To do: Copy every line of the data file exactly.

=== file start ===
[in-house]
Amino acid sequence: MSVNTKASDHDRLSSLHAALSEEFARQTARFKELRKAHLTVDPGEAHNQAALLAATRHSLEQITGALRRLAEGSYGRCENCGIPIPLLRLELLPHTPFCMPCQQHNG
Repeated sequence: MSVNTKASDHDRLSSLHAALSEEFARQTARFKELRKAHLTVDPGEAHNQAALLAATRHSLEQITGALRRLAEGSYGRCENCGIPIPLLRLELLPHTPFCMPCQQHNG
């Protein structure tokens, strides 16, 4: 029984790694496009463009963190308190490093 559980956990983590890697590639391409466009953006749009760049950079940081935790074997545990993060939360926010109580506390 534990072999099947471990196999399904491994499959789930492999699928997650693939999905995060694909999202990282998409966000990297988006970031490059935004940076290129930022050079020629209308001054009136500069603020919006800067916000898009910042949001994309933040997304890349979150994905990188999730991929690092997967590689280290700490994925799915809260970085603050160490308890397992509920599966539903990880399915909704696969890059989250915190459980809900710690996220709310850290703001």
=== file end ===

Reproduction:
[in-house]
Amino acid sequence: MSVNTKASDHDRLSSLHAALSEEFARQTARFKELRKAHLTVDPGEAHNQAALLAATRHSLEQITGALRRLAEGSYGRCENCGIPIPLLRLELLPHTPFCMPCQQHNG
Repeated sequence: MSVNTKASDHDRLSSLHAALSEEFARQTARFKELRKAHLTVDPGEAHNQAALLAATRHSLEQITGALRRLAEGSYGRCENCGIPIPLLRLELLPHTPFCMPCQQHNG
């Protein structure tokens, strides 16, 4: 029984790694496009463009963190308190490093 559980956990983590890697590639391409466009953006749009760049950079940081935790074997545990993060939360926010109580506390 534990072999099947471990196999399904491994499959789930492999699928997650693939999905995060694909999202990282998409966000990297988006970031490059935004940076290129930022050079020629209308001054009136500069603020919006800067916000898009910042949001994309933040997304890349979150994905990188999730991929690092997967590689280290700490994925799915809260970085603050160490308890397992509920599966539903990880399915909704696969890059989250915190459980809900710690996220709310850290703001």